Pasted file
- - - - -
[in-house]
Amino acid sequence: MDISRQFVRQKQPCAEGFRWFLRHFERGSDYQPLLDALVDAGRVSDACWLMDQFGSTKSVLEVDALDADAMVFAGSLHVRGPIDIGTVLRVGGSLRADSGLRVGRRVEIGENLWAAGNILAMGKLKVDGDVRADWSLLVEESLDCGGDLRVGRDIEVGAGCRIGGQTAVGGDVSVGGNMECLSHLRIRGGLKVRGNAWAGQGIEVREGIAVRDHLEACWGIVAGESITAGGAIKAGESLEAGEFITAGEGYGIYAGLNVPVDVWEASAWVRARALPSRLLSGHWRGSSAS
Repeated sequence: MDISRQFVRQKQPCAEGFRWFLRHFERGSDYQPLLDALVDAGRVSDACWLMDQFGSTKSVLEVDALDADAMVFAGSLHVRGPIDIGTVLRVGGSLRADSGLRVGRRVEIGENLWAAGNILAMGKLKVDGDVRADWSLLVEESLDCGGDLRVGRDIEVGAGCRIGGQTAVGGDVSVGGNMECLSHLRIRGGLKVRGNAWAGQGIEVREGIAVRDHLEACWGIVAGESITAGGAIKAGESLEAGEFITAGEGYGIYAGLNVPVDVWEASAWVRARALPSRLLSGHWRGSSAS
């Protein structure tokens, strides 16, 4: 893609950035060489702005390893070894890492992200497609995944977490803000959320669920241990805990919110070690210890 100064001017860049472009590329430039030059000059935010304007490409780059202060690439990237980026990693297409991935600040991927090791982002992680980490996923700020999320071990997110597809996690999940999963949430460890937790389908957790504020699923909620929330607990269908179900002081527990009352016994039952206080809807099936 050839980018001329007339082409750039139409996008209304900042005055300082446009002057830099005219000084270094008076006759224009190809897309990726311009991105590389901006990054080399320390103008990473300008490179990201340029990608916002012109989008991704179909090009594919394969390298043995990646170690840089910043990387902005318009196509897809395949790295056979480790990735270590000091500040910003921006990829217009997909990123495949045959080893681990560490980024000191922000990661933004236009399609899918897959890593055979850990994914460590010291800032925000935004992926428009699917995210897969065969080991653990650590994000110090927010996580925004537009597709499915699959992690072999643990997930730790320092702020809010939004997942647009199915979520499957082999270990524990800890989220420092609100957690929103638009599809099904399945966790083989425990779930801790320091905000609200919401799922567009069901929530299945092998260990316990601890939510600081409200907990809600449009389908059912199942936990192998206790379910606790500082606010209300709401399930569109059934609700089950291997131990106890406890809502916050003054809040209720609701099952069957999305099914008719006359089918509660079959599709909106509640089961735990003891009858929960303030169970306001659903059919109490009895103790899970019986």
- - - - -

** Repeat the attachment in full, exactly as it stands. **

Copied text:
[in-house]
Amino acid sequence: MDISRQFVRQKQPCAEGFRWFLRHFERGSDYQPLLDALVDAGRVSDACWLMDQFGSTKSVLEVDALDADAMVFAGSLHVRGPIDIGTVLRVGGSLRADSGLRVGRRVEIGENLWAAGNILAMGKLKVDGDVRADWSLLVEESLDCGGDLRVGRDIEVGAGCRIGGQTAVGGDVSVGGNMECLSHLRIRGGLKVRGNAWAGQGIEVREGIAVRDHLEACWGIVAGESITAGGAIKAGESLEAGEFITAGEGYGIYAGLNVPVDVWEASAWVRARALPSRLLSGHWRGSSAS
Repeated sequence: MDISRQFVRQKQPCAEGFRWFLRHFERGSDYQPLLDALVDAGRVSDACWLMDQFGSTKSVLEVDALDADAMVFAGSLHVRGPIDIGTVLRVGGSLRADSGLRVGRRVEIGENLWAAGNILAMGKLKVDGDVRADWSLLVEESLDCGGDLRVGRDIEVGAGCRIGGQTAVGGDVSVGGNMECLSHLRIRGGLKVRGNAWAGQGIEVREGIAVRDHLEACWGIVAGESITAGGAIKAGESLEAGEFITAGEGYGIYAGLNVPVDVWEASAWVRARALPSRLLSGHWRGSSAS
């Protein structure tokens, strides 16, 4: 893609950035060489702005390893070894890492992200497609995944977490803000959320669920241990805990919110070690210890 100064001017860049472009590329430039030059000059935010304007490409780059202060690439990237980026990693297409991935600040991927090791982002992680980490996923700020999320071990997110597809996690999940999963949430460890937790389908957790504020699923909620929330607990269908179900002081527990009352016994039952206080809807099936 050839980018001329007339082409750039139409996008209304900042005055300082446009002057830099005219000084270094008076006759224009190809897309990726311009991105590389901006990054080399320390103008990473300008490179990201340029990608916002012109989008991704179909090009594919394969390298043995990646170690840089910043990387902005318009196509897809395949790295056979480790990735270590000091500040910003921006990829217009997909990123495949045959080893681990560490980024000191922000990661933004236009399609899918897959890593055979850990994914460590010291800032925000935004992926428009699917995210897969065969080991653990650590994000110090927010996580925004537009597709499915699959992690072999643990997930730790320092702020809010939004997942647009199915979520499957082999270990524990800890989220420092609100957690929103638009599809099904399945966790083989425990779930801790320091905000609200919401799922567009069901929530299945092998260990316990601890939510600081409200907990809600449009389908059912199942936990192998206790379910606790500082606010209300709401399930569109059934609700089950291997131990106890406890809502916050003054809040209720609701099952069957999305099914008719006359089918509660079959599709909106509640089961735990003891009858929960303030169970306001659903059919109490009895103790899970019986």